We’ve all heard it: “Now more than ever, it’s important to showcase diversity.” That mindset, however, is singularly flawed, as promoting our differences and diversity has always been a key component of successful creative content.
But 54% of consumers don’t feel fully culturally represented in online advertising, and 71% of consumers expect brands to promote diversity and inclusion in their advertising, according to a recent Facebook Business study.
So how can you effectively integrate inclusivity into your creative? Recognize the various types of diversity, make sure your alliance speaks true to you and your company’s values and beliefs, spend time researching, and set realistic expectations.
Diversity comes in all shapes and sizes. Diversity is an enormous word -- not in length, but in definition. It means race, gender, religion, sexuality and more. Within those categories, there is a multitude of ways tht people identify and view themselves in society.
However, diversity goes far beyond those now-normalized tropes, especially in the marketing and advertising sphere. Diversity includes a consumer's outlook on life and what they value in their personal and social lives -- and it’s our job to dig into that. By sticking to cliched, outdated ideas of how consumers look, act and think, creative content actually ends up missing the vast majority of people.
Do your research. By this, I mean not only researching your audience, what they believe in, what resonates with them, etc., but research your partner agencies. Do they share your values? Do they have experience in reaching your diverse audience?
Some agencies believe in the power of difference -- that there is real power in what makes people different: backgrounds, cultures and experiences. They can harness this thought and forge connections with these hidden or often ignored consumers, whom we call “ConsumerX” —which is, in fact, a group with buying power north of $7 trillion. Their influencers are ready to be unleashed on behalf of brands that connect with them authentically.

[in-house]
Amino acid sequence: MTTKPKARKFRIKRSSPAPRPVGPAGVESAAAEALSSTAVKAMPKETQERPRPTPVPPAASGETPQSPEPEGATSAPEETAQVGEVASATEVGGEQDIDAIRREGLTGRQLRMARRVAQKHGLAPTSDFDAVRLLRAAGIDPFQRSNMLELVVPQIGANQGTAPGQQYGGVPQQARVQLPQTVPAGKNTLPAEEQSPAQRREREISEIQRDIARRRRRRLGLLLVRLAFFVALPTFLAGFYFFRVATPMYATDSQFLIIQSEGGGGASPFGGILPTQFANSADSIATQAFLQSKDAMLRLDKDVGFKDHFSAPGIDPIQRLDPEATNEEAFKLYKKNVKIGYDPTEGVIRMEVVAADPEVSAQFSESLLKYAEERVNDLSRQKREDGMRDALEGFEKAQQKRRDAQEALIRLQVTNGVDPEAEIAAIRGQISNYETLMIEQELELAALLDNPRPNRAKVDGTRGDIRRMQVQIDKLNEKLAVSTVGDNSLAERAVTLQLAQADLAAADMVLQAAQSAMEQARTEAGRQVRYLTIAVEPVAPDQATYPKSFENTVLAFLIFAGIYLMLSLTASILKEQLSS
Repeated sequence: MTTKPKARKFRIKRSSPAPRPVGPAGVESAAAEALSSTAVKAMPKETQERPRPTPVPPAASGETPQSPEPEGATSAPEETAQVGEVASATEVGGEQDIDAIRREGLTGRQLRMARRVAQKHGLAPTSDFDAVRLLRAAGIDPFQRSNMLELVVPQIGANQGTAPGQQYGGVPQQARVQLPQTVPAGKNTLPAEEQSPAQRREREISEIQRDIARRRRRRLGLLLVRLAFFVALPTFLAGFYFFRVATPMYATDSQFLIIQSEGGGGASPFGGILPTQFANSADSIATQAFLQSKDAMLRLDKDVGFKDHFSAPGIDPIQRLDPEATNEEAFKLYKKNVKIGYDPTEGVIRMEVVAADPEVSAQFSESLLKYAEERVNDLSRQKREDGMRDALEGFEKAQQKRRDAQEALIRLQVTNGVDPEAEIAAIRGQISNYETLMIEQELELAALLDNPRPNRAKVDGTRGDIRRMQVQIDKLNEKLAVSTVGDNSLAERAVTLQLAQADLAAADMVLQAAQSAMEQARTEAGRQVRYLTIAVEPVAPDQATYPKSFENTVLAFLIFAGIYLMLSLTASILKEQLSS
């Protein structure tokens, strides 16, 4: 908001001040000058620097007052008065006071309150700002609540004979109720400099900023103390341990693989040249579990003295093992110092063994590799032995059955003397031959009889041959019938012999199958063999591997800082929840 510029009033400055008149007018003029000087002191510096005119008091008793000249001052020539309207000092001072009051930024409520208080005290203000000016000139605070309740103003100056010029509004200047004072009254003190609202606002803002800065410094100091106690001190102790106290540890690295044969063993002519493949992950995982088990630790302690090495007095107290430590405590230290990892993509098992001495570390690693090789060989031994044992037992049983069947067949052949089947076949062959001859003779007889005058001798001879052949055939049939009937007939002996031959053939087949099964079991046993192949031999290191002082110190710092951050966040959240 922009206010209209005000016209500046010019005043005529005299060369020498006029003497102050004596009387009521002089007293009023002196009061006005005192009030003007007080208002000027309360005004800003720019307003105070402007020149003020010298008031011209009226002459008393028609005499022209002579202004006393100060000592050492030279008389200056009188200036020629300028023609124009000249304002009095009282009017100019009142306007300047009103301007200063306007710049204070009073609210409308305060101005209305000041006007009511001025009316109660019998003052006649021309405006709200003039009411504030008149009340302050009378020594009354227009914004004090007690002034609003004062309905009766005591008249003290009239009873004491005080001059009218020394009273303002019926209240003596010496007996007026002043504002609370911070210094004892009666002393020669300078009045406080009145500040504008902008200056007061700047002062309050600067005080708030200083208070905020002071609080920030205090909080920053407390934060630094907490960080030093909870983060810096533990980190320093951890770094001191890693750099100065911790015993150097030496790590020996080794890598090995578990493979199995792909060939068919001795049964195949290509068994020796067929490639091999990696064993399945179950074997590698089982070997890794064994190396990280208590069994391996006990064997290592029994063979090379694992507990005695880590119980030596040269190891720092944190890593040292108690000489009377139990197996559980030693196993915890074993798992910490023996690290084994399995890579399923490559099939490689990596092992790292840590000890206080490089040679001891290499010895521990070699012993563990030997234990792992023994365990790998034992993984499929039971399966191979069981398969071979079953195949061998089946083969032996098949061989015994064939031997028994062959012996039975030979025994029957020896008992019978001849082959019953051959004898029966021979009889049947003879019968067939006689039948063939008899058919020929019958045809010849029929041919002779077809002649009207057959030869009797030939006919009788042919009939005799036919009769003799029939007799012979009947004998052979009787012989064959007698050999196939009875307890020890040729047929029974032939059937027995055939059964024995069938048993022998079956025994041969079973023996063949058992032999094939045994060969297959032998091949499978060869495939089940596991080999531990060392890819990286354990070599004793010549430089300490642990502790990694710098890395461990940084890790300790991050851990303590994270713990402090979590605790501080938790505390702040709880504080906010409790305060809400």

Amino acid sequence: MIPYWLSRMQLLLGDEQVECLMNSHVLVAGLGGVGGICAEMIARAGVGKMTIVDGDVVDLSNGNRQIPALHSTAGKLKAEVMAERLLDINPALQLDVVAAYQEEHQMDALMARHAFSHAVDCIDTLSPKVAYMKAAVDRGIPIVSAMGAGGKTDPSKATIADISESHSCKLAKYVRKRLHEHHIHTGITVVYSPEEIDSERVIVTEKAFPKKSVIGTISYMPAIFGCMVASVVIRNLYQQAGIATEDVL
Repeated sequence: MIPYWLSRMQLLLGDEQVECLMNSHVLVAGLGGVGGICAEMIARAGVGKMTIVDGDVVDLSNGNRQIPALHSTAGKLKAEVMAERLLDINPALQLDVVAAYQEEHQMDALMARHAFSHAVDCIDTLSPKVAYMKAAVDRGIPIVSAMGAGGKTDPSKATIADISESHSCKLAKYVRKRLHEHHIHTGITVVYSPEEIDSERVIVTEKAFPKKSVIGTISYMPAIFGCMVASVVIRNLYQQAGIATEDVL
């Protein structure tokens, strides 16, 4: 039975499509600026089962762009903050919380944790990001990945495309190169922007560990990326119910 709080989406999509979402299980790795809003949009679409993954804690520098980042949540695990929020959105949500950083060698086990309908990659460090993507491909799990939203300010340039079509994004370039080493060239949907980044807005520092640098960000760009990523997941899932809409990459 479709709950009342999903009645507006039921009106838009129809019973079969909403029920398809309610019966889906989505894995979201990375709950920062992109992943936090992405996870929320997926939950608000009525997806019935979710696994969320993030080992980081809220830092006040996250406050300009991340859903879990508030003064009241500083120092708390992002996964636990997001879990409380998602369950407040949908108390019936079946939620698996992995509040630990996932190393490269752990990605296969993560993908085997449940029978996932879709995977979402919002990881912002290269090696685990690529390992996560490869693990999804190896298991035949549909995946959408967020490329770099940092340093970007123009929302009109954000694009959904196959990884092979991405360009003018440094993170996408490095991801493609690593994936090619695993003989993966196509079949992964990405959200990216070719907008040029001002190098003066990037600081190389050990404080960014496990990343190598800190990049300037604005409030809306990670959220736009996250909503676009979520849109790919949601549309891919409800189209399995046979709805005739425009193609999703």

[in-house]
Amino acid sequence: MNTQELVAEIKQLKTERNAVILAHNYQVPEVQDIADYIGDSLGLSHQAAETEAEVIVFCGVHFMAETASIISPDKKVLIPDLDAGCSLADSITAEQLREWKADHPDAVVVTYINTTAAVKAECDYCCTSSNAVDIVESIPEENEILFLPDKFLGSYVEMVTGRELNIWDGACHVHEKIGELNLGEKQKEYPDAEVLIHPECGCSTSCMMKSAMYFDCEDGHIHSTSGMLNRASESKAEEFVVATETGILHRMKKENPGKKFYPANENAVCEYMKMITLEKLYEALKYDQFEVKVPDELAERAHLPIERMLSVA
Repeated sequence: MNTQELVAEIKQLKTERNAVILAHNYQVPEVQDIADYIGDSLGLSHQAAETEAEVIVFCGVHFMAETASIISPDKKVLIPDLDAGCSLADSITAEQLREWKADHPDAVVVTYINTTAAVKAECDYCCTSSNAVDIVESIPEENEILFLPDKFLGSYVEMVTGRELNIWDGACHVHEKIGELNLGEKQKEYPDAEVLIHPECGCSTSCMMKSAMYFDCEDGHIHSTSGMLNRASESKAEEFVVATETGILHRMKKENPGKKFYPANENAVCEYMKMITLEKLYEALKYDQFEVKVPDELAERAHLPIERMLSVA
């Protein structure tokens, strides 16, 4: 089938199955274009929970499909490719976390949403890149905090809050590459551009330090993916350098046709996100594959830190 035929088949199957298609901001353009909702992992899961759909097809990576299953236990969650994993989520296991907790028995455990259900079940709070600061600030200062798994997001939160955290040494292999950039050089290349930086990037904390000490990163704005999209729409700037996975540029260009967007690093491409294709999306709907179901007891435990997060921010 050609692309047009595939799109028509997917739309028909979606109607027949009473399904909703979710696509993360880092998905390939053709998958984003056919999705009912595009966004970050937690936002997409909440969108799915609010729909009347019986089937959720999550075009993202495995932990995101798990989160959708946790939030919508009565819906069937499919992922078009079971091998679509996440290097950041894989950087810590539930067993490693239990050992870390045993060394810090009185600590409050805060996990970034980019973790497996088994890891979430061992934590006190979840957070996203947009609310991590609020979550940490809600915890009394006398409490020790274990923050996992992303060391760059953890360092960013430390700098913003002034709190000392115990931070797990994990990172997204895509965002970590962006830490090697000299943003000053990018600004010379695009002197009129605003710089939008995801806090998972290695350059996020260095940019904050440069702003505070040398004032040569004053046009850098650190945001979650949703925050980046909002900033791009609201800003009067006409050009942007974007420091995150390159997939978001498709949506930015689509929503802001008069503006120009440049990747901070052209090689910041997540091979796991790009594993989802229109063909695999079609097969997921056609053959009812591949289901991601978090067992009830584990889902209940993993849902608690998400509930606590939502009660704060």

Be genuine. It’s easy for companies to say they promote diversity, when in putting words and art into action is another thing.
This is clear in creative content during Pride Month every June. Companies “rainbow wash” (the use of the rainbow symbol or its colors by companies and brands to indicate solidarity with Pride, whether their own policies and actions benefit LGBTQ+ people or not) their content to show allyship with the LGBTQ community. Throughout the rest of the year, however, few companies continue to recognize this community, donate to programs helping their LGBTQ consumer, or allow for true inclusion in their product or service.
Creative content should reflect the true beliefs of the company, not just the content developed to monetize various movements. People’s differences should be appreciated and reflected all the time, not only when society promotes it.
Set realistic expectations. Consumers can sniff out inauthentic content and, in today’s age, have the means to publicly address these companies and their values.
Take your time to harness the power of difference and do your research. Look internally at your organization and determine what you stand for and believe in, find a marketing and creative agency that aligns and has the tools to reach this audience, and begin to develop a plan of action to incorporate this audience into your everyday materials.
Most importantly, be sure to set realistic expectations; you’ll eventually be met with realistic outcomes.
True change like this takes time. That’s because diversity, at the end of the day, is realistic.